The action takes place in 1943, somewhere in the South Atlantic. The USS Haynes has a new commander, Capt. Murrell (Robert Mitchum). The men think he must be a “feather merchant”, since he takes a long time to emerge from his quarters. Murrell is a veteran of the merchant marine and quickly disabuses them of this idea when a blip appears on the radar. He determines it to be a U-boat and sets about trying to destroy the enemy while not allowing the U-boat to discover his destroyer before reinforcements arrive.
The U-boat is commanded by hardened veteran Captain Van Stolberg (Curd Jürgens). The two match wits and develop a respect for their unseen rivals over a 24 hour period. Each appears to be one step ahead of the other. Can either prevail?
This features two good performances by the leads, a tight script and some nice battle sequences. The German commander is made disillusioned and human. Worth watching for fans of the genre.
The Enemy Below won the Oscar for Best Effects, Special Effects.
The Incredible Shrinking Man
Directed by Jack Arnold
Written by Richard Matheson
Universal International Pictures
First viewing/Netflix rental
#335 of 1001 Movies You Must See Before You Die
Scott Carey: A strange calm possessed me. I thought more clearly than I had ever thought before – as if my mind were bathed in a brilliant light. I recognized that part of my illness was rooted in hunger, and I remembered the food on the shelf, the cake thredded with spider web. I no longer felt hatred for the spider. Like myself it struggled blindly for the means to live.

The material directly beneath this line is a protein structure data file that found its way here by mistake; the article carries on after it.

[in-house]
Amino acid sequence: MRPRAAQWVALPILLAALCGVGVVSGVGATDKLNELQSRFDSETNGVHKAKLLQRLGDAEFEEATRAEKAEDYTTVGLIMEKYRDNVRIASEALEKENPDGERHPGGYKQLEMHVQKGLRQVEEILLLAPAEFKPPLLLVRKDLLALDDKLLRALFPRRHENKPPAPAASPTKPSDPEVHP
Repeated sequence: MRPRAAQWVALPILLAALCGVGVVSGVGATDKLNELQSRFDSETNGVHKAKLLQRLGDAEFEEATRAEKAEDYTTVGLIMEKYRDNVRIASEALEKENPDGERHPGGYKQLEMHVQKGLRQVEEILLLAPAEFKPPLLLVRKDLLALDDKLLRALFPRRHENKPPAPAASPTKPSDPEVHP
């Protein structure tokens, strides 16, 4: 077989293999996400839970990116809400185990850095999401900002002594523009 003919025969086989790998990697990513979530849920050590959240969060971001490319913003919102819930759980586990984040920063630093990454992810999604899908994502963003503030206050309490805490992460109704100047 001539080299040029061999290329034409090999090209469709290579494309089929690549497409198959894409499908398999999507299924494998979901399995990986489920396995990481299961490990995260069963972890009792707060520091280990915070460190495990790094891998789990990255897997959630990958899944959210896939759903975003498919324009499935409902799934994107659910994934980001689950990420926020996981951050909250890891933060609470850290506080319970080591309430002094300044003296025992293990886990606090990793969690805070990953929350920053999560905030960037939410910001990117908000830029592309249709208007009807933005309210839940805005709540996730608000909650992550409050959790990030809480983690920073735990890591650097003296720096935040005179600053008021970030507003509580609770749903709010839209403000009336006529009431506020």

In a year filled with giant creatures, a poetic horror story features a tiny man.
Scott and Louise Carey are enjoying a blissful vacation on a sail boat. They are both catching some rays when Scott gets thirsty. He makes Louise go fetch him one from the galley. As punishment, while she is gone a strange mist envelopes the boat.
On returning home, Scott gradually starts noticing that his clothes seem too big. At first, the couple think he is just losing a little weight. But when the problem worsens, Scott goes to the doctor. He’s not worried but after several visits it is clear that Scott is losing height as well as weight. The doctor sends him to a research institute that finally discovers the cause of the problem (which I’m still kind of fuzzy on – it involves insecticide and radiation) but cannot cure it.
Scott continues to shrink. Eventually he loses his job as a salesman and the couple is forced to sell his story to the media. He starts to write a book. The smaller Richard gets, the more domineering he becomes. Finally, Scott becomes so small that cats and spiders become his enemies.
Somehow, I had missed this film all these years. It was worth waiting for. There are the inventive special effects and an interesting story with subtexts about the media, sexual politics, and psychology. But I especially loved the ending, when the infinitesimal becomes infinite. Recommended.
Black River (Kuroi kawa)
Directed by Masaki Kobayashi
Written by Zenzô Matsuyama; story by Takeo Tomishima
No man ever steps in the same river twice, for it’s not the same river and he’s not the same man. –Heraclitus
Kobayashi attacks post-War degeneration.
Nishida, a student, moves into a squalid tenement to save money. The landlady (Isuzu Yamada) is a grasping crone who constantly harasses the tenants for the rent. Most of these are involved in prostitution and other criminal pursuits connected to the nearby U.S. naval base.